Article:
Conquering Attention Deficit Disorder

multitasking

(Image by altamar)

I decided to wash my car. As I start toward the garage, I spotted the mail on the hall table. I should go through the mail before I wash the car. I lay the car keys on the table, put the junk mail in the trash can under the table, and notice that the trash can is full. So I put the bills back on the table and take out the trash first. Since I’m going to be near the mailbox when I take out the trash anyway, I might as well pay the bills first. I see my checkbook on the table, but there is only one check left. My extra checks are in my desk in the study, so I go to my desk, where I find the bottle of juice that I had been drinking. I’m going to look for my checks, but first I need to push the juice aside so that I don’t accidentally knock it over.

At the end of the day: the car isn’t washed, the bills aren’t paid, there is a warm bottle of juice sitting on the counter, the flowers aren’t watered, there is still only one check in my checkbook, I can’t find the remote, I can’t find my glasses, and I don’t remember what I did with the car keys. [Age Activated Attention Deficit Disorder]

For a software engineer who is also an information junkie, life is equally hard due to attention deficit disorder. In the few minutes it takes to compile code, there is an urge to check Google Reader for updates. While going through blogs like Engadget, which has as many updates per day as the number of times N. Ram bows before China’s Ambassador to India, there is an impulse to skip most of the posts to reduce the unread count. By then Google News has updated and then you are deeply interested in what Nana Patekar did to Tanusree Dutta by which time the compilation is over and you forgot the code changes you made. And remember, the software engineer has not touched his Blackberry till now.

Multitasking essentially messes up the brain. The constant switching of tasks makes us concentrate on the act of concentration instead of the task. Immediately after the task is done, there is no recollection of what was done, like the case of the software engineer who read news during compilation and could neither remember the bug he had fixed nor the news he had read. Multitasking also boosts the stress related hormones and makes us grey earlier than our parents.

Constant multitasking results in the brain expecting you to perform many tasks at the same time. Soon you feel bored when you are just reading news. Eventually you might end up like actress Jenniffer Connelly who said, “I do like to read a book while having sex. And talk on the phone. You can get so much done.”

Before it gets that bad, something has to be done. You can remember fondly of your childhood when there were no iPods, cell phones or 24 hour news channels and delate technology for the distractions, but that does not solve the problem. To kick the multitasking habit effort is required and blogger John Richardson found a simple non-tech way.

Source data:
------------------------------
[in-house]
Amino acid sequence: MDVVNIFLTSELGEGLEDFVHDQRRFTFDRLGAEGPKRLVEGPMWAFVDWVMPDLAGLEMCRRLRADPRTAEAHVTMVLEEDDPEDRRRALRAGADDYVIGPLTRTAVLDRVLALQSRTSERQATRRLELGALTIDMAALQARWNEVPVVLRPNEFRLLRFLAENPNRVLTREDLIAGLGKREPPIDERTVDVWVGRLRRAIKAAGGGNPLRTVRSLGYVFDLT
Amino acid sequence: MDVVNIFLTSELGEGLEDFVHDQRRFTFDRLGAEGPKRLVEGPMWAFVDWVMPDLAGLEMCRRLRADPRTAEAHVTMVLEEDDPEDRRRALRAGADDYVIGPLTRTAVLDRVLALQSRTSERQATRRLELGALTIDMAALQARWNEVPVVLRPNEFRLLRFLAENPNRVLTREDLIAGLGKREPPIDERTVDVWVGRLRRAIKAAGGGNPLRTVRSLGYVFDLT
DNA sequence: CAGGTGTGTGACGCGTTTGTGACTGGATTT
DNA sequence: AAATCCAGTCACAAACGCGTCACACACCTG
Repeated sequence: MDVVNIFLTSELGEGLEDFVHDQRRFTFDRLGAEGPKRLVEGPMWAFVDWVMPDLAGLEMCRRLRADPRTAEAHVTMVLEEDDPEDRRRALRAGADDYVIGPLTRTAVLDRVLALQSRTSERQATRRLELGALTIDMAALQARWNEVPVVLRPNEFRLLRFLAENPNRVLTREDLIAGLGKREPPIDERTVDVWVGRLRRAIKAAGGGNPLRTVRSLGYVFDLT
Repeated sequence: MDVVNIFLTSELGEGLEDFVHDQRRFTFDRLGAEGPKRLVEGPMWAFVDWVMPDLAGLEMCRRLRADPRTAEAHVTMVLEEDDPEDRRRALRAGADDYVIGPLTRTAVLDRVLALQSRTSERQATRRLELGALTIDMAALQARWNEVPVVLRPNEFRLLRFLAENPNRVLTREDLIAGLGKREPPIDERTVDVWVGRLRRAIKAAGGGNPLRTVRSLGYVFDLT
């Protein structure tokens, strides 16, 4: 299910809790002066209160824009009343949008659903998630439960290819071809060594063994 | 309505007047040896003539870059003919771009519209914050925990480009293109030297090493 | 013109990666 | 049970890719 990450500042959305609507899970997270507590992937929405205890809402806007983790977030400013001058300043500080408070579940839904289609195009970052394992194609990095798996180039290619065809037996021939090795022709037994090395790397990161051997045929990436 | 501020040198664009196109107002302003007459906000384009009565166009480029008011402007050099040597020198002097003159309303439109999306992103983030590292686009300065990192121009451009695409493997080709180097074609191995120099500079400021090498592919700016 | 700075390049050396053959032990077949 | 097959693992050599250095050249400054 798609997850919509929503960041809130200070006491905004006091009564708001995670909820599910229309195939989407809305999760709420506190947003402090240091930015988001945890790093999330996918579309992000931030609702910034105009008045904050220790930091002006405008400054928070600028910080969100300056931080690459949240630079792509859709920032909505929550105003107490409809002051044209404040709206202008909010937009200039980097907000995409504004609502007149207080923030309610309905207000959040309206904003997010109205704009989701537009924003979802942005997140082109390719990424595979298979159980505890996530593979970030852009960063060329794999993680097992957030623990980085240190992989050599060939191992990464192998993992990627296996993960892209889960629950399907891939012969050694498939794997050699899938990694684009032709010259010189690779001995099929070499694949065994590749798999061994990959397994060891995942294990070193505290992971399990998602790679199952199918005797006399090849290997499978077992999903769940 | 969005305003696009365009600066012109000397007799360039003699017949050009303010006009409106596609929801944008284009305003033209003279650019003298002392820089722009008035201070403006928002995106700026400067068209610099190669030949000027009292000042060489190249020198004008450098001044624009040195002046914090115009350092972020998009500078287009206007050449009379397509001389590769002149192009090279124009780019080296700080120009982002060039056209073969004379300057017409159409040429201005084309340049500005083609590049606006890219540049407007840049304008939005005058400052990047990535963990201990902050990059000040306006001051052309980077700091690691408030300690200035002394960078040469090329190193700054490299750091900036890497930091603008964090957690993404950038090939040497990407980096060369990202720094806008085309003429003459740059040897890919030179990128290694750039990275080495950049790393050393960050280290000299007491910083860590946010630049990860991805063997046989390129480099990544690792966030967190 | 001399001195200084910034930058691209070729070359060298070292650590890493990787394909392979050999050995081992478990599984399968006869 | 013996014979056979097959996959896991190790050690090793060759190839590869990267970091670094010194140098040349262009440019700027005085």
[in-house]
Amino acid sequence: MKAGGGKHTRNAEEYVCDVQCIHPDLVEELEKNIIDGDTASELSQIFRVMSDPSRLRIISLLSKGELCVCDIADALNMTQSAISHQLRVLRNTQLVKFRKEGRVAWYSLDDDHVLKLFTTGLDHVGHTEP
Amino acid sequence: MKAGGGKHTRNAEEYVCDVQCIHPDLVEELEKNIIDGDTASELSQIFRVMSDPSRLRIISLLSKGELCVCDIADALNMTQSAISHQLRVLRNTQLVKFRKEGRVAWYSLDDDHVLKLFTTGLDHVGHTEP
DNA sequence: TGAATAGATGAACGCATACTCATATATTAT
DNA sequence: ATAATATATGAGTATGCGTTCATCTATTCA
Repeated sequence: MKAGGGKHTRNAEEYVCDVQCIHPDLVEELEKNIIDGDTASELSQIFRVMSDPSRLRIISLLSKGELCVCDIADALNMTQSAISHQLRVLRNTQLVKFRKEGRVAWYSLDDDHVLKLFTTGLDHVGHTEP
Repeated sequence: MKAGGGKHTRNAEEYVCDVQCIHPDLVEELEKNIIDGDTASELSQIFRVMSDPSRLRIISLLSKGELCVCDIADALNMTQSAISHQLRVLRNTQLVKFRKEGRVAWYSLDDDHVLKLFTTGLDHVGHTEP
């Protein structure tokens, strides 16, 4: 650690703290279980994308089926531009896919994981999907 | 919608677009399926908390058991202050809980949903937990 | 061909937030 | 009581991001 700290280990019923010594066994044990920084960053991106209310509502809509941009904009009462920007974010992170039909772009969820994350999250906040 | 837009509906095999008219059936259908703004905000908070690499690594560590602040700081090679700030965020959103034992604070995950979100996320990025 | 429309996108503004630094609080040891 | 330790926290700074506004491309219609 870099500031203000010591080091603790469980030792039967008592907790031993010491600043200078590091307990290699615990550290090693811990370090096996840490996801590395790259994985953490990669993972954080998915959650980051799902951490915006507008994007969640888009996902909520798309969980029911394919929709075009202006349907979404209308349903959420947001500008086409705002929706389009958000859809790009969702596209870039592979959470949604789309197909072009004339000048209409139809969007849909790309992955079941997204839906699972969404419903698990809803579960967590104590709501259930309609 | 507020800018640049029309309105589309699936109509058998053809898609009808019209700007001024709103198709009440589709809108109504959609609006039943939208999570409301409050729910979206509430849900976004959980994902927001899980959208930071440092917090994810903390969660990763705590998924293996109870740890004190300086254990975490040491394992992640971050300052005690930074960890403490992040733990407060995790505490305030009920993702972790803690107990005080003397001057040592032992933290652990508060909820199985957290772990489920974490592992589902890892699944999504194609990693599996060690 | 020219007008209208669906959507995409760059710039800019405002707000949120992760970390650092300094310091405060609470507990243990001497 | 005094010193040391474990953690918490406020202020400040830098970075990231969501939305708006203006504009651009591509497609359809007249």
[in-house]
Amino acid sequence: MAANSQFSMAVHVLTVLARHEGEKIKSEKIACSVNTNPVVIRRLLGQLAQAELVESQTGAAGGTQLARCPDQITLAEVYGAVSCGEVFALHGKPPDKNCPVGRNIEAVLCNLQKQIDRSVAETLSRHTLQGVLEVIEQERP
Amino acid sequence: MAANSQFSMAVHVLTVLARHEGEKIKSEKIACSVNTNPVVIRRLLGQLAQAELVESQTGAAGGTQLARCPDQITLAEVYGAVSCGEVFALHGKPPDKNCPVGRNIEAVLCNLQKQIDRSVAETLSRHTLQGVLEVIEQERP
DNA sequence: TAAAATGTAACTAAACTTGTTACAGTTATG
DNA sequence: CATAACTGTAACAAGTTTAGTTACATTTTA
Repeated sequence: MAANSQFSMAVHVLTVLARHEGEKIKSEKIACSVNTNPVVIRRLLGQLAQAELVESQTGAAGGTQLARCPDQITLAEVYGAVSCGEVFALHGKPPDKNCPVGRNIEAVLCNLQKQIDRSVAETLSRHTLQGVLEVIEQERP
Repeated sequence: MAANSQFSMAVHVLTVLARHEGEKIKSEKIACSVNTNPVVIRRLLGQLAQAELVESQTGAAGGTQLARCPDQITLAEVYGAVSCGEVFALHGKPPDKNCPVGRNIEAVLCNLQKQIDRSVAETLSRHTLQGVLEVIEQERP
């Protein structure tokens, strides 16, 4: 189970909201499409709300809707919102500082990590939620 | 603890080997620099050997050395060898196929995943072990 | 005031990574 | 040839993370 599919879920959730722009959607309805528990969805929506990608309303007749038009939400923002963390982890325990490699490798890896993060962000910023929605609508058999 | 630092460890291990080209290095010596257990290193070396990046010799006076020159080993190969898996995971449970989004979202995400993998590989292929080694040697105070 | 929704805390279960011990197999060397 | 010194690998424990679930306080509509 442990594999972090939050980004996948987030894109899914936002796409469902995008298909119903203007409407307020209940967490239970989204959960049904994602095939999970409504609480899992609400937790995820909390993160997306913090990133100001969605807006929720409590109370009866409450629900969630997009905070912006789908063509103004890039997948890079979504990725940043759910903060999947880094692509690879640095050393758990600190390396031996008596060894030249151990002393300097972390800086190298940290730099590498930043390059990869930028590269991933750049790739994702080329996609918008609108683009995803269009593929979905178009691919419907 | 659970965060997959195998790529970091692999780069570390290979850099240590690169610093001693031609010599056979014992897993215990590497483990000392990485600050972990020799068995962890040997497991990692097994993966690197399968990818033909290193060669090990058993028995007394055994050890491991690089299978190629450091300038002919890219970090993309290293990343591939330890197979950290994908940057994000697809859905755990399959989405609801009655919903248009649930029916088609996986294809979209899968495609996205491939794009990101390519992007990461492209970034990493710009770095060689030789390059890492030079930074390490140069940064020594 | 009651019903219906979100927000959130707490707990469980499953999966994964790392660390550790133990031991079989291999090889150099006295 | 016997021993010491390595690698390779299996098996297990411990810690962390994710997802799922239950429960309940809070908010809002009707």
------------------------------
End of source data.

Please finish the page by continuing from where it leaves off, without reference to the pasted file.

Here’s how it works… Set a timer for 48 minutes. Close out all distractions and work continuously for 48 minutes. When the timer goes off, get up and stretch, get coffee, use the restroom etc, in the following 12 minutes. Repeat as necessary. [The Power of 48 Minutes]

There is nothing magical about 48 minutes; you could pick any convenient number. The point is to spent the time focused on the task. As sports psychologist H.A. Dorfman noted, “you have to build a structure of behavior and attitude. Behavior shapes thought. If a player disciplines his behavior, then he will also discipline his mind.” The goal should be to focus on the task, see only the eye of bird as Arjuna did, and let nothing else distract you. As Dorfman says about pitchers, “he should only think about three things: pitch selection, pitch location and the catcher’s glove, his target. If he finds himself thinking about something else, he should step off the rubber.”

In the article about Dorfman, David Brooks mentions, “there were intellectuals who thought the mind existed above the body, but that’s been blown away by evidence.” Buddhist monks will laugh at this confident assertion from the clerisy. According to Buddhist philosophy, sensations constantly arise in our mind which on repetation becomes strong emotion. When the cravings are strong, they over power the mind; we suspend judgement and act on the strongest impulse. Thus when the strong impulse to read news arises, we succumb to the craving unable to stop[1]

If by some means we are able to observe the sensation without reacting, the mind can remain balanced, peaceful and under our control. This control is possible by practicing mindfulness, and neuroscience has shown that mind can act on the brain and through pure thought brain activity can be changed. Through mindfulness it is possible to sustain attention on a task, re-orient the mind to the task when the attention is slipping, and exclude things which are not required for the task through executive control.

This is a problem that affects all of us and as Larry Wall says, “there is more than one way to solve it”, else…sorry, I just went to check news.

References

  1. William Hart, The Art of Living: Vipassana Meditation: As Taught by S. N. Goenka, 1 (HarperOne, 1987).

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5 Comments

  1. VK:

    I have listened to an Intro to Vipassana by him which is quite useful. The book I referenced is a compilation of his talks, with lot of Q&A and is one of the best books on meditation I have read.

  2. @JK: Thanks. I’ve been planning to read up on Vipasana for a while (many of my friends have recommended it to me). Will see if I can get my hands on this one.

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